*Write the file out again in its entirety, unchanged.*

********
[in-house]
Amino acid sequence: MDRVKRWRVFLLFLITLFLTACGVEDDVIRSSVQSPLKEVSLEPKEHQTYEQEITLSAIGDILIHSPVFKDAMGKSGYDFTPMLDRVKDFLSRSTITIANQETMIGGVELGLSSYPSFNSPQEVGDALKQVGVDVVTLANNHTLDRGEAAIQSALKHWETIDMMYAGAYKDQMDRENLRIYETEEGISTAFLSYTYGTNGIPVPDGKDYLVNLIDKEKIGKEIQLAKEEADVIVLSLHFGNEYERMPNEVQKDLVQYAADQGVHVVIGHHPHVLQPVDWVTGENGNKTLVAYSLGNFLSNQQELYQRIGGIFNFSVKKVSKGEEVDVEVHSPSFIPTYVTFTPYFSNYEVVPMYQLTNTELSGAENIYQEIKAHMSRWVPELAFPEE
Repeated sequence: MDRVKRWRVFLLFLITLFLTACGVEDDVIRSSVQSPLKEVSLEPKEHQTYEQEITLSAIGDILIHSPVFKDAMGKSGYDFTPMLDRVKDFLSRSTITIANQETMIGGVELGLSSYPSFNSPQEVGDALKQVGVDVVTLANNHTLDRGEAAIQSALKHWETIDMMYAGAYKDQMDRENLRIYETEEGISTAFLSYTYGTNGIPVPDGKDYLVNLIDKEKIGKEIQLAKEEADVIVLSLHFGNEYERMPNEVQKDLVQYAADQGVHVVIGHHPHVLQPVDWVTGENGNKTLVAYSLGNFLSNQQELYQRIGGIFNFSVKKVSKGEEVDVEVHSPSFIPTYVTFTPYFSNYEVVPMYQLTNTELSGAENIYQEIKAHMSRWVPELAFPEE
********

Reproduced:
[in-house]
Amino acid sequence: MDRVKRWRVFLLFLITLFLTACGVEDDVIRSSVQSPLKEVSLEPKEHQTYEQEITLSAIGDILIHSPVFKDAMGKSGYDFTPMLDRVKDFLSRSTITIANQETMIGGVELGLSSYPSFNSPQEVGDALKQVGVDVVTLANNHTLDRGEAAIQSALKHWETIDMMYAGAYKDQMDRENLRIYETEEGISTAFLSYTYGTNGIPVPDGKDYLVNLIDKEKIGKEIQLAKEEADVIVLSLHFGNEYERMPNEVQKDLVQYAADQGVHVVIGHHPHVLQPVDWVTGENGNKTLVAYSLGNFLSNQQELYQRIGGIFNFSVKKVSKGEEVDVEVHSPSFIPTYVTFTPYFSNYEVVPMYQLTNTELSGAENIYQEIKAHMSRWVPELAFPEE
Repeated sequence: MDRVKRWRVFLLFLITLFLTACGVEDDVIRSSVQSPLKEVSLEPKEHQTYEQEITLSAIGDILIHSPVFKDAMGKSGYDFTPMLDRVKDFLSRSTITIANQETMIGGVELGLSSYPSFNSPQEVGDALKQVGVDVVTLANNHTLDRGEAAIQSALKHWETIDMMYAGAYKDQMDRENLRIYETEEGISTAFLSYTYGTNGIPVPDGKDYLVNLIDKEKIGKEIQLAKEEADVIVLSLHFGNEYERMPNEVQKDLVQYAADQGVHVVIGHHPHVLQPVDWVTGENGNKTLVAYSLGNFLSNQQELYQRIGGIFNFSVKKVSKGEEVDVEVHSPSFIPTYVTFTPYFSNYEVVPMYQLTNTELSGAENIYQEIKAHMSRWVPELAFPEE